Speech is one of the most powerful tools a human being possesses. We use it for nearly every aspect of our lives, and speech can have long lasting effects, whether intended or unintended. We use it to communicate, we use it to express our feelings, and of course we use it to pray. What we say in public and in private impacts not only ourselves and the people around us, and our words are never “just words.” Our word choices can make or break nearly every situation.
Regulating speech is clearly a murky area, with the First Amendment ensuring every U.S. citizen’s right to freedom of speech; but just because we have freedom of speech doesn’t mean we have to actually say everything. Yes, you may have a right in this country to be offensive or rude, or worse, but obviously anyone that cares about the wellbeing of society will ensure that this great tool endowed by their Creator will only be employed in the most beneficial manner.
Torah considers speech to be a form of action, as opposed to thoughts which have no visible physical attribute. Thus, Jewish law contains many rules relating to speech, put in place to ensure that a Jew uses his speech only for decent purposes. Of course, there is prayer and Torah study, which utilize our speaking abilities — both require one’s lips to move in order to be considered valid.
But it’s not just speech as it relates to rituals that is significant; not only when we’re in a mode of spirituality and holiness, in the synagogue or at a Torah lesson, do we have to ensure that our words are holy. Everything a Jew says, regardless of the circumstances, should always be imbued with a form of holiness to guarantee that their words are utilized properly.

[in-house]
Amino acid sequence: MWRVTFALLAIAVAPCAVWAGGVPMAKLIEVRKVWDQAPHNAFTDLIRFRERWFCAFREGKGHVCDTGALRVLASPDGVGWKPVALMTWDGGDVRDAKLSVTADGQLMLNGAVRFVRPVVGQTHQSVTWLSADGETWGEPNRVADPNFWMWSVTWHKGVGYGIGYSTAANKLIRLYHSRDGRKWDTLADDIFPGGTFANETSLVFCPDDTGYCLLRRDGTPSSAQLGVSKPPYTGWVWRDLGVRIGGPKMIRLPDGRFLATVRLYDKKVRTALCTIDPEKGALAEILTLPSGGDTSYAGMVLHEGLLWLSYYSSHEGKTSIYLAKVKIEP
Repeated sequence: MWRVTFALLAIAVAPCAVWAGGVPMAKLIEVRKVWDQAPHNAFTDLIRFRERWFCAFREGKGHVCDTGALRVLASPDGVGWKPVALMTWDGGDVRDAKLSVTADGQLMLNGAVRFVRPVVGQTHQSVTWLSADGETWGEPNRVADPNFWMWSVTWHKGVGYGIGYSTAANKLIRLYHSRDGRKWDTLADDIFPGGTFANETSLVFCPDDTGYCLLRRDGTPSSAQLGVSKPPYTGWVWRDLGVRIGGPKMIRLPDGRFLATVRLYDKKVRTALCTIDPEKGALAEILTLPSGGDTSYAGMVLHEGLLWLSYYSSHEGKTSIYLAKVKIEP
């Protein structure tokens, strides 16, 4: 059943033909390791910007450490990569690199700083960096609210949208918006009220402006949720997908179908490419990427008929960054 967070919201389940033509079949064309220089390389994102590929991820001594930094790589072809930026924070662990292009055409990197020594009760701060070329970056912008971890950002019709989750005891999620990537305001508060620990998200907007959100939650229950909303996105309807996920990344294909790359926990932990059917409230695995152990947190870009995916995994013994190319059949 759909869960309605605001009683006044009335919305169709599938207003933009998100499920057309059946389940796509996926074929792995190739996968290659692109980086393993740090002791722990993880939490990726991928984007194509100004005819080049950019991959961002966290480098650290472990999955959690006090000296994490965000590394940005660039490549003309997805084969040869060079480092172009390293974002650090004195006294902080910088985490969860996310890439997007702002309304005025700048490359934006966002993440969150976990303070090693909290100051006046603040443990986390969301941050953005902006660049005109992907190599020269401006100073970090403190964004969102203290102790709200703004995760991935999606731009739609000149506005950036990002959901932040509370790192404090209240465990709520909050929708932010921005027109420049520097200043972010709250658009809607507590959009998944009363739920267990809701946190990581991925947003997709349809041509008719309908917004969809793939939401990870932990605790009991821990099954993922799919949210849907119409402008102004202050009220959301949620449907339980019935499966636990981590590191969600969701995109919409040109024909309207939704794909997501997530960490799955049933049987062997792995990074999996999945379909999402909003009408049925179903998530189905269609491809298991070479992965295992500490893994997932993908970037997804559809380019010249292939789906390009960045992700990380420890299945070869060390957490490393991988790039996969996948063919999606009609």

You can tell a lot about a person by how they speak and the words they choose. This obviously isn’t referring to words of prayer and Torah; someone can be in the synagogue three times a day and attend Torah study several times a week, but outside of the synagogue setting their speech will be vulgar and disrespectful of others. They will insult anyone that disagrees with them and humiliate people they view as inferior. And while that is certainly their right, it also tells you something about their spirituality. If you aren’t deliberate in your day-to-day speech and you don’t think before speaking, then guess what — your prayer and Torah study are certainly lacking too.
Free speech means you have the right to make the correct choices in how your words are employed. You can choose to be kind and uplifting to others, or you can choose to be degrading and rude. And that tells the world around you everything there is to know about you.
This metric can also be applied to other areas of life. For example, a person who gives 10% of his income to charity is certainly commendable; but what he does with the remaining 90% is the real gauge of his character. It is certainly your right to use your own money at your discretion, but what you choose to spend it on indicates where your heart truly is.
The same goes for what we do in our leisure time, or what we eat, and how we entertain ourselves; and so on. We have the right to choose whether our day-to-day activities will be refined, imbued with holiness, or the opposite. And it’s a free country, so we really can make that decision for ourselves.